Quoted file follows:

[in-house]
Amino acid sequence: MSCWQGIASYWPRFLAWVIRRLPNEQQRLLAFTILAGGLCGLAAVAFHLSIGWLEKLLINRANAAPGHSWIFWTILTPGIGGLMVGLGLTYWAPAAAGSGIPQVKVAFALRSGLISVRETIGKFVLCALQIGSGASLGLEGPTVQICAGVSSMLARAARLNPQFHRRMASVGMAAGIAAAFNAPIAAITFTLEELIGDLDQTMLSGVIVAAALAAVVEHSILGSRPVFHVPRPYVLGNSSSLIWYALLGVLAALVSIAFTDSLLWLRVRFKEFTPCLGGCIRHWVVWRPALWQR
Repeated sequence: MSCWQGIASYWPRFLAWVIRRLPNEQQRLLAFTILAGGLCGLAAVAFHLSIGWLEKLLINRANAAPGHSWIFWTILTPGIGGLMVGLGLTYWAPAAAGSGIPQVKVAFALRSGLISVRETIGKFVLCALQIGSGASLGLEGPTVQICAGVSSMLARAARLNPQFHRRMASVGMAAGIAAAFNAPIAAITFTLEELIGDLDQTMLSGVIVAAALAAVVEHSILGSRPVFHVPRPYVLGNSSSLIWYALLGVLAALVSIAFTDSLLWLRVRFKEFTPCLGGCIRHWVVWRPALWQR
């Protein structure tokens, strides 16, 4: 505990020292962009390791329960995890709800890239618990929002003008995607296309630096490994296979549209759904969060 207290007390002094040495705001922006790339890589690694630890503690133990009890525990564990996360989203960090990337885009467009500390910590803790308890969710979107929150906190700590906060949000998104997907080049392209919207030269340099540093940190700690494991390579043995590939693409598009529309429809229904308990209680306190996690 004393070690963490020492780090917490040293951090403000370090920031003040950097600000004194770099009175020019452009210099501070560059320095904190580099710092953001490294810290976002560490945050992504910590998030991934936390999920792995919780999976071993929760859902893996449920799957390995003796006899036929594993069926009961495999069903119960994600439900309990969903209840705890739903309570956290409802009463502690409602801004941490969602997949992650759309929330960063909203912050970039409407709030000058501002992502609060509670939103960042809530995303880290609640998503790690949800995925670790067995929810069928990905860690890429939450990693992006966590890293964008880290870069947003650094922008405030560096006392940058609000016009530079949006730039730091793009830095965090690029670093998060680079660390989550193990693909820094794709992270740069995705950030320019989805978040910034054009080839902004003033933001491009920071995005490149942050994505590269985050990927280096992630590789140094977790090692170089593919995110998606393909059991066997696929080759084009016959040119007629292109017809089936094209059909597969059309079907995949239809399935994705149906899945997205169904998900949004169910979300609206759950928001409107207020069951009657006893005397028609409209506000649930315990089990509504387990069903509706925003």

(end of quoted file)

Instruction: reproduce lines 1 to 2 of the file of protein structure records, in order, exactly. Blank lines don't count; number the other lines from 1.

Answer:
[in-house]
Amino acid sequence: MSCWQGIASYWPRFLAWVIRRLPNEQQRLLAFTILAGGLCGLAAVAFHLSIGWLEKLLINRANAAPGHSWIFWTILTPGIGGLMVGLGLTYWAPAAAGSGIPQVKVAFALRSGLISVRETIGKFVLCALQIGSGASLGLEGPTVQICAGVSSMLARAARLNPQFHRRMASVGMAAGIAAAFNAPIAAITFTLEELIGDLDQTMLSGVIVAAALAAVVEHSILGSRPVFHVPRPYVLGNSSSLIWYALLGVLAALVSIAFTDSLLWLRVRFKEFTPCLGGCIRHWVVWRPALWQR